5. EditAllItems
  6. DeleteAllItems
  7. CreateSubFolders
  8. FolderOwner
  9. FolderContact
  10. FolderVisible
Each of these is a different set of permissions that combine to create a different role. A “none” role doesn’t allow any permissions and the user will not be able to even view items.
If you are the type that doesn’t want to delegate to users rights and roles, and want to adjust them on the EMShell, you can use the following commands:
[PS] c:windowssystem32>Get-PublicFolderClientPermission -identity “PublicFolderName”
Let’s say we want to give Jason.Coltrin a role:
[PS] c:windowssystem32>Add-PublicFolderClientPermission -identity “PublicFolderName” -user “jason.coltrin” -accessrights Editor
It can be more simple to use the Outlook client GUI, but using the above commands, you can make the changes in the Exchange Management Shell.

With Exchange SP1, you can change permissions (rights and roles) for public folders using the Public Folder Management Console -> Right-click on Default Public Folders -> Choose Properties -> Permissions Tab. 





A good majority of the content provided in my Blog’s Exchange series is derived from J. Peter Bruzzese’ excellent Train Signals Exchange Server 2010 Video Disk Series, as well as my own Exchange 2010 lab. is an invaluable source for accurate, easy to understand, IT information and training.

Transitioning Exchange 2007 to Exchange 2010 – Part 9

This post has to do with transitioning from Exchange 2007 to 2010. Essentially you will be installing Exchange 2010 on the 2007 Exchange server, setup some co-existence if necessary, transfer the mailboxes, and then uninstall Exchange 2007.

* Upgrades – There is no “In-Place” upgrade from 2007 to 2010

– You can either deploy fresh, migrate, or transition.


From Exchange 5.5 or 2000 to Exchange 2010 – when moving over to Exchange 2010 you will not be able to move over mailboxes or use transitioning coexistence. You might have to upgrade from 5.5 or 2000 to 2003, and then transition. Quest is a good transitioning tool from older versions to 2010. Lotus Domino has a transition path to 2007.

*Transition: involves introducing an Exchange Server(s) into the environment and moving over mailboxes and public folders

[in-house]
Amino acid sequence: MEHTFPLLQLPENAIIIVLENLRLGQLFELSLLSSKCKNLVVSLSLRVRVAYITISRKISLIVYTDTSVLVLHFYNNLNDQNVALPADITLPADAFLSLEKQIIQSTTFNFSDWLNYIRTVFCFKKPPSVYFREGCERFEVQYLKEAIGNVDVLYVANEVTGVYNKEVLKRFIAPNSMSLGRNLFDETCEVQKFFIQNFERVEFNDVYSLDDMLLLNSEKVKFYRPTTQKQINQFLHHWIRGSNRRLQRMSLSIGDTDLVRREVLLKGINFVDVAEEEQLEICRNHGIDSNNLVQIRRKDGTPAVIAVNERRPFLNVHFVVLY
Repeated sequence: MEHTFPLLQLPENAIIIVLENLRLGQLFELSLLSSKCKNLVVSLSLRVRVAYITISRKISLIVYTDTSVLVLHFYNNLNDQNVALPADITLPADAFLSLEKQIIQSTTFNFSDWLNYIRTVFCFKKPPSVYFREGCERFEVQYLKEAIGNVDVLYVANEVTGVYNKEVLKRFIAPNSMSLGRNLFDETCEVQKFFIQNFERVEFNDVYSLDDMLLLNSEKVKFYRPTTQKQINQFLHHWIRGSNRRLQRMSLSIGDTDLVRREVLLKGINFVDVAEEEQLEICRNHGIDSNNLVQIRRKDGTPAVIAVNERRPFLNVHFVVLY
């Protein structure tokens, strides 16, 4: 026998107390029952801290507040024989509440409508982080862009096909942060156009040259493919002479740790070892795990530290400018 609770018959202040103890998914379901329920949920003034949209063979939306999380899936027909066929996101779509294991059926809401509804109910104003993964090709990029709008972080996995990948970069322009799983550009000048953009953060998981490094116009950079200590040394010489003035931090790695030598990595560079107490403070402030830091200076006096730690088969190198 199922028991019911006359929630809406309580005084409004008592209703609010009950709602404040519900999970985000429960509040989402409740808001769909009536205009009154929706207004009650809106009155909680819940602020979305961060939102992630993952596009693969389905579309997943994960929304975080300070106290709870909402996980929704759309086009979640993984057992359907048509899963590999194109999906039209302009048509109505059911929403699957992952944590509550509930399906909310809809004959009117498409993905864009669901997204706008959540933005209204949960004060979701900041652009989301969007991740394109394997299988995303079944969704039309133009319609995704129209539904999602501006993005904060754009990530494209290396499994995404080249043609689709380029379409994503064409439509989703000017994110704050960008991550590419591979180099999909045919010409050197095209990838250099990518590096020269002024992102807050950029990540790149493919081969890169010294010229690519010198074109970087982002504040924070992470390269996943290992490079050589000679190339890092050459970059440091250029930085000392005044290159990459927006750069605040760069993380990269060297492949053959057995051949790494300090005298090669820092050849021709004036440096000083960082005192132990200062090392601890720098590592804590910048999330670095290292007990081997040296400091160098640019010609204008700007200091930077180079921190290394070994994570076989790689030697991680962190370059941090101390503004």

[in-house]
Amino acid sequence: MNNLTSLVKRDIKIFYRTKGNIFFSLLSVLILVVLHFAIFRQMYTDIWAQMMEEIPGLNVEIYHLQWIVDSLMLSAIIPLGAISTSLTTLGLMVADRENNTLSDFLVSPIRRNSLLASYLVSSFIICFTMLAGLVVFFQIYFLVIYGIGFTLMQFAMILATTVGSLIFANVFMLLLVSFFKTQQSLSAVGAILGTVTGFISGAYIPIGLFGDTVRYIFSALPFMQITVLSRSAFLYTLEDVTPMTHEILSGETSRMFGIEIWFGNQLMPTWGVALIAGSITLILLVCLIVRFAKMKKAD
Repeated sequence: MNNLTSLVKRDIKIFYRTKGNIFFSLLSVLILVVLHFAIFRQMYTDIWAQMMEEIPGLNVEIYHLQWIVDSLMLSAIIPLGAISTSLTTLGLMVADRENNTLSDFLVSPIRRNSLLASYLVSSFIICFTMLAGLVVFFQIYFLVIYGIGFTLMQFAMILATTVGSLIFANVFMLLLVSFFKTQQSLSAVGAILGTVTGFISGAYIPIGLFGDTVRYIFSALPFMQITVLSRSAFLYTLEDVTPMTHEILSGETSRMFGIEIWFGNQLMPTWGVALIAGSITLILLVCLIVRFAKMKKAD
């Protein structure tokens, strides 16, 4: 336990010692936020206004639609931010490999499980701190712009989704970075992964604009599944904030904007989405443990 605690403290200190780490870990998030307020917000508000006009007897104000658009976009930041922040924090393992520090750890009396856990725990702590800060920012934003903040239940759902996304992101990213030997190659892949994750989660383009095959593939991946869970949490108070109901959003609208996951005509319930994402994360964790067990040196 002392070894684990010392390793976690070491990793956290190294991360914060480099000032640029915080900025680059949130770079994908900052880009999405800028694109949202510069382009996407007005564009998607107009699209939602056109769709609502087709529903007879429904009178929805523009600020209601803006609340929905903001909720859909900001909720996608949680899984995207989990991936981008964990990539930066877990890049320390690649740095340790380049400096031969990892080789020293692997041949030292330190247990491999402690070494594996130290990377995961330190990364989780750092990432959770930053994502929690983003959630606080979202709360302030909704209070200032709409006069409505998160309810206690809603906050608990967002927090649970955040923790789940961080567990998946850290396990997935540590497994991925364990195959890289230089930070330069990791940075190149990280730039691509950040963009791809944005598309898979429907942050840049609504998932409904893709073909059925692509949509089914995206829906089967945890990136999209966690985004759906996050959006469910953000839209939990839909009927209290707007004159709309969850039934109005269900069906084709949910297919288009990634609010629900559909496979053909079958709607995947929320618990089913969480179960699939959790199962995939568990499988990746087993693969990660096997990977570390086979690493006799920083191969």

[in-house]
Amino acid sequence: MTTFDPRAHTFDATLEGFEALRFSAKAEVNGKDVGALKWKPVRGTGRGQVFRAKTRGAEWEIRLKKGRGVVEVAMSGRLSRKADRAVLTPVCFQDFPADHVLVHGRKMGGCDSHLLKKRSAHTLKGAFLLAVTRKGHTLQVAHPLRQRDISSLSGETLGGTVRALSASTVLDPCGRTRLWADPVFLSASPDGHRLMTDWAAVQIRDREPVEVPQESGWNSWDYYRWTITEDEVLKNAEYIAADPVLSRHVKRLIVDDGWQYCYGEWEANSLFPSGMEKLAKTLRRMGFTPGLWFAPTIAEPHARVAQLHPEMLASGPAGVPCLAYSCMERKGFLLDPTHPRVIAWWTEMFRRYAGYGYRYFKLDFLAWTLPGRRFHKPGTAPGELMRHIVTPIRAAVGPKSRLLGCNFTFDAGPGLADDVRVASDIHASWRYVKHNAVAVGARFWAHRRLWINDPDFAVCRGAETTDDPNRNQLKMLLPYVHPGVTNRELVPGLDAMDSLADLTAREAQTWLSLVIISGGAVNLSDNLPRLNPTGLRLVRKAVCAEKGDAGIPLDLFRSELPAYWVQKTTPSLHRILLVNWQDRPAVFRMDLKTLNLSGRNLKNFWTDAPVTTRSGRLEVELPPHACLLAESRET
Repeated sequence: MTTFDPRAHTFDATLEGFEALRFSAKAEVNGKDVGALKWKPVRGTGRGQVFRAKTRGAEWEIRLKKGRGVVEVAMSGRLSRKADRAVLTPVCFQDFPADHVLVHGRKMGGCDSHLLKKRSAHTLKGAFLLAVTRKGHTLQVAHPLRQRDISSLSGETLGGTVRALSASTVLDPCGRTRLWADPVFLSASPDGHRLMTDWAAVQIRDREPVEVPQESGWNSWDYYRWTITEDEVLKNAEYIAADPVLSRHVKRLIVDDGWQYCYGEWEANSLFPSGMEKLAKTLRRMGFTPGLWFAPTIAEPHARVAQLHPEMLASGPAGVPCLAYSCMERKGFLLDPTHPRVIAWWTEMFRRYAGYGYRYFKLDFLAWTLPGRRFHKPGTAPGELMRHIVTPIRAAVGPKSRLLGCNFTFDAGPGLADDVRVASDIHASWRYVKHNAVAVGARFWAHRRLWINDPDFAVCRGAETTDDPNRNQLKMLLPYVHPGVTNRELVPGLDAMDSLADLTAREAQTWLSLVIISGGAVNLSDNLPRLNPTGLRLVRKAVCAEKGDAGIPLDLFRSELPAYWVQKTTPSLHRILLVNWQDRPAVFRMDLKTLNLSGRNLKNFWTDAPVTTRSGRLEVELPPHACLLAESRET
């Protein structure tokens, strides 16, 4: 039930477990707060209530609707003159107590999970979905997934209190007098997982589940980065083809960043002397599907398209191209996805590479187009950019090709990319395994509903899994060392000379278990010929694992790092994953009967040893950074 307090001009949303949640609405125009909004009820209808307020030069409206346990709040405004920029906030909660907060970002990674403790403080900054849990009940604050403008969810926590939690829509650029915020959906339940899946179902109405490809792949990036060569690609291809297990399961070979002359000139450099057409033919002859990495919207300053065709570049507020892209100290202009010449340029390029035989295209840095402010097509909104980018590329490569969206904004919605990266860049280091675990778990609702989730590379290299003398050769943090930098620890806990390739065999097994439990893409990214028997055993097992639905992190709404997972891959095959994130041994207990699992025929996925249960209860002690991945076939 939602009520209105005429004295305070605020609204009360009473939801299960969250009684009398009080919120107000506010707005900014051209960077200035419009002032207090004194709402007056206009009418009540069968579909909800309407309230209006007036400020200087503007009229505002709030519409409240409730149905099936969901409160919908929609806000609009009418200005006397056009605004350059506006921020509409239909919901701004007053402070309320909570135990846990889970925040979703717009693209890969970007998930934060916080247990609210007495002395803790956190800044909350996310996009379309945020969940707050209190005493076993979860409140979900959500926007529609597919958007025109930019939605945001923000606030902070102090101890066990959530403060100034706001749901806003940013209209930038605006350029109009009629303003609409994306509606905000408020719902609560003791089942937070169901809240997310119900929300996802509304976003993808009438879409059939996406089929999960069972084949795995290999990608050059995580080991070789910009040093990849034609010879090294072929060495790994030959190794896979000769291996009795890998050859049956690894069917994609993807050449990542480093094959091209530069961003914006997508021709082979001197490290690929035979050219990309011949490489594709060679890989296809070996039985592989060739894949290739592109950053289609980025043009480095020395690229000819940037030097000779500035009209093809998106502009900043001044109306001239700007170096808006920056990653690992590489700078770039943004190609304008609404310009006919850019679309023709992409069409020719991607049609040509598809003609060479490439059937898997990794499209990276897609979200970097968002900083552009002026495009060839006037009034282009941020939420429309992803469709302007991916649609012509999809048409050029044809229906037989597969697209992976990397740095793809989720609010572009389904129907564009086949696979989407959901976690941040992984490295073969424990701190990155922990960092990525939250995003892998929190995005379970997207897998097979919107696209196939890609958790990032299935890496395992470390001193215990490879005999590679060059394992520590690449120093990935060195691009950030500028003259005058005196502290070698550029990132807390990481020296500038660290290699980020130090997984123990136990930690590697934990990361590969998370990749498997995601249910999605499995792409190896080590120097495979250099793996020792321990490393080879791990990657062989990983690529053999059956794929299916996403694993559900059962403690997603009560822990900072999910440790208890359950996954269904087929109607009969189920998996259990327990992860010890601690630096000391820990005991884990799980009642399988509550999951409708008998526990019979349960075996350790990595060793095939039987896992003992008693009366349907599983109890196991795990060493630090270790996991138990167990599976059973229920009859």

– Co-Existence: the state of your Exchange environment when different versions of Exchange are running together side-by-side within the same Exchange Organization

You can run exchange 2003, 2007, and 2010 all co-existing together. Slowly move the mailboxes and public folders over.

When migrating from a single 2007 server:

1. Ensure Exchange 2007 servers are running SP2

2. Deploy Exchange 2010 Servers in this order: Client Access Server, then Hub Transport Server, Unified Messaging, and then Mailbox server

3. Configure legacy DNS host name records* and implement new certificates for CAS

*Legacy DNS host name records: only necessary if you cannot transition quickly and need to provide remote OWA/Mobile usage.

4. Move over mailboxes and public folder data to Exchange 2010.

5. Tie up loose ends and uninstall Exchange 2007

Legacy Host Names and Certificates for CAS

  • If you plan for a period of co-existence with 2007, you will need to establish a legacy host name
  • The goal is to move your primary namespace, and over to Exchange 2010
  • So for example, your domain continues but a new is put in place for 2003/2007 users of OWA, ActiveSync, etc…
  • You will need to obtain a new certificate for Exchange and you should consider a Subject Alternative Name (SAN) certificate although wildcard certificates are also supported

Some DNS Record Types Review:

  • A Record: an address record that maps a host name to an IP address
  • NS Record: a name server record that maps a domain name to a list of DNS servers that are authoritative for that domain
  • MX Record: mail exchange record – maps a domain name to a list of mail exchange servers for that record
  • CNAME Record: gives the ability to provide an alias of one name to another
  • SRV Record: links a particular service to a specific server
  • SOA: Specifies the DNS server providing authoritative service for a particular domain

Users trying to log into an Exchange 2010 server, but have not had their mailbox transitioned yet, will be re-directed to the previous server if the legacy A record is listed in DNS.

Deployment Assistant: (upgrade means transistion) -this tool can be used from the website or downloaded.

The tool can be found here:

Disjointed namespace: the FQDN of a server does not match the domain of which it is a member.

Transitioning Paths Vary

* Depending on your organization you may have the following variables in play for your transition to mold itself around:

– Exchange 2003 to 2010 (or mixed 2003/2007 to 2010)

– Public folders need to be transitioned

– Co-existence is necessary (requires legacy host name)

* Our example transition includes the following concerns: